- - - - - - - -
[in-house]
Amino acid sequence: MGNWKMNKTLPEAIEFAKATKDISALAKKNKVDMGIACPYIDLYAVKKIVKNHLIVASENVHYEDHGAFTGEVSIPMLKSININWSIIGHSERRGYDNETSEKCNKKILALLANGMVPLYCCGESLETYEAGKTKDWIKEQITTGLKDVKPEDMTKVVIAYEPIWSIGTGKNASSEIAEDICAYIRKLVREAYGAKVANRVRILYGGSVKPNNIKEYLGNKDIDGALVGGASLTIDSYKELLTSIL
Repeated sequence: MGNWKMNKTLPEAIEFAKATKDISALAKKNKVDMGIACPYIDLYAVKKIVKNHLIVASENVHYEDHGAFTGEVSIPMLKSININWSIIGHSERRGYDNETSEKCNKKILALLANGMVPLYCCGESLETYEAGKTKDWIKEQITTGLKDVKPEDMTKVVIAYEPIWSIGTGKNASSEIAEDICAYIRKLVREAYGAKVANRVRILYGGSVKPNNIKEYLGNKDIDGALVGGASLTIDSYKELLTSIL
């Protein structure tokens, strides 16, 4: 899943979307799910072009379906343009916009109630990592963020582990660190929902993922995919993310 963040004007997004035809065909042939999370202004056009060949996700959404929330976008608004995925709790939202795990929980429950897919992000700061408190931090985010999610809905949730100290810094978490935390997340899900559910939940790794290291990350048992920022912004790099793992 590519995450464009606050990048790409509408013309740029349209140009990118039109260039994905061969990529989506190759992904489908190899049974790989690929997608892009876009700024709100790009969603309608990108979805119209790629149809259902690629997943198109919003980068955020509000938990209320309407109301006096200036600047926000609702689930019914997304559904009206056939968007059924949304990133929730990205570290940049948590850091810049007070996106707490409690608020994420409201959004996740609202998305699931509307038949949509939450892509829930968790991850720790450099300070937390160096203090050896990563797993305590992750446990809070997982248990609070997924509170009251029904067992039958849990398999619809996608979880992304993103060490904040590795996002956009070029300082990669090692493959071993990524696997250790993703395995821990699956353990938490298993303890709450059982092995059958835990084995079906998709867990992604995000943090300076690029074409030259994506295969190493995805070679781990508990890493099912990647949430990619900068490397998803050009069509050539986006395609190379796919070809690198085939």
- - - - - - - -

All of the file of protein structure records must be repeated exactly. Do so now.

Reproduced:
[in-house]
Amino acid sequence: MGNWKMNKTLPEAIEFAKATKDISALAKKNKVDMGIACPYIDLYAVKKIVKNHLIVASENVHYEDHGAFTGEVSIPMLKSININWSIIGHSERRGYDNETSEKCNKKILALLANGMVPLYCCGESLETYEAGKTKDWIKEQITTGLKDVKPEDMTKVVIAYEPIWSIGTGKNASSEIAEDICAYIRKLVREAYGAKVANRVRILYGGSVKPNNIKEYLGNKDIDGALVGGASLTIDSYKELLTSIL
Repeated sequence: MGNWKMNKTLPEAIEFAKATKDISALAKKNKVDMGIACPYIDLYAVKKIVKNHLIVASENVHYEDHGAFTGEVSIPMLKSININWSIIGHSERRGYDNETSEKCNKKILALLANGMVPLYCCGESLETYEAGKTKDWIKEQITTGLKDVKPEDMTKVVIAYEPIWSIGTGKNASSEIAEDICAYIRKLVREAYGAKVANRVRILYGGSVKPNNIKEYLGNKDIDGALVGGASLTIDSYKELLTSIL
């Protein structure tokens, strides 16, 4: 899943979307799910072009379906343009916009109630990592963020582990660190929902993922995919993310 963040004007997004035809065909042939999370202004056009060949996700959404929330976008608004995925709790939202795990929980429950897919992000700061408190931090985010999610809905949730100290810094978490935390997340899900559910939940790794290291990350048992920022912004790099793992 590519995450464009606050990048790409509408013309740029349209140009990118039109260039994905061969990529989506190759992904489908190899049974790989690929997608892009876009700024709100790009969603309608990108979805119209790629149809259902690629997943198109919003980068955020509000938990209320309407109301006096200036600047926000609702689930019914997304559904009206056939968007059924949304990133929730990205570290940049948590850091810049007070996106707490409690608020994420409201959004996740609202998305699931509307038949949509939450892509829930968790991850720790450099300070937390160096203090050896990563797993305590992750446990809070997982248990609070997924509170009251029904067992039958849990398999619809996608979880992304993103060490904040590795996002956009070029300082990669090692493959071993990524696997250790993703395995821990699956353990938490298993303890709450059982092995059958835990084995079906998709867990992604995000943090300076690029074409030259994506295969190493995805070679781990508990890493099912990647949430990619900068490397998803050009069509050539986006395609190379796919070809690198085939």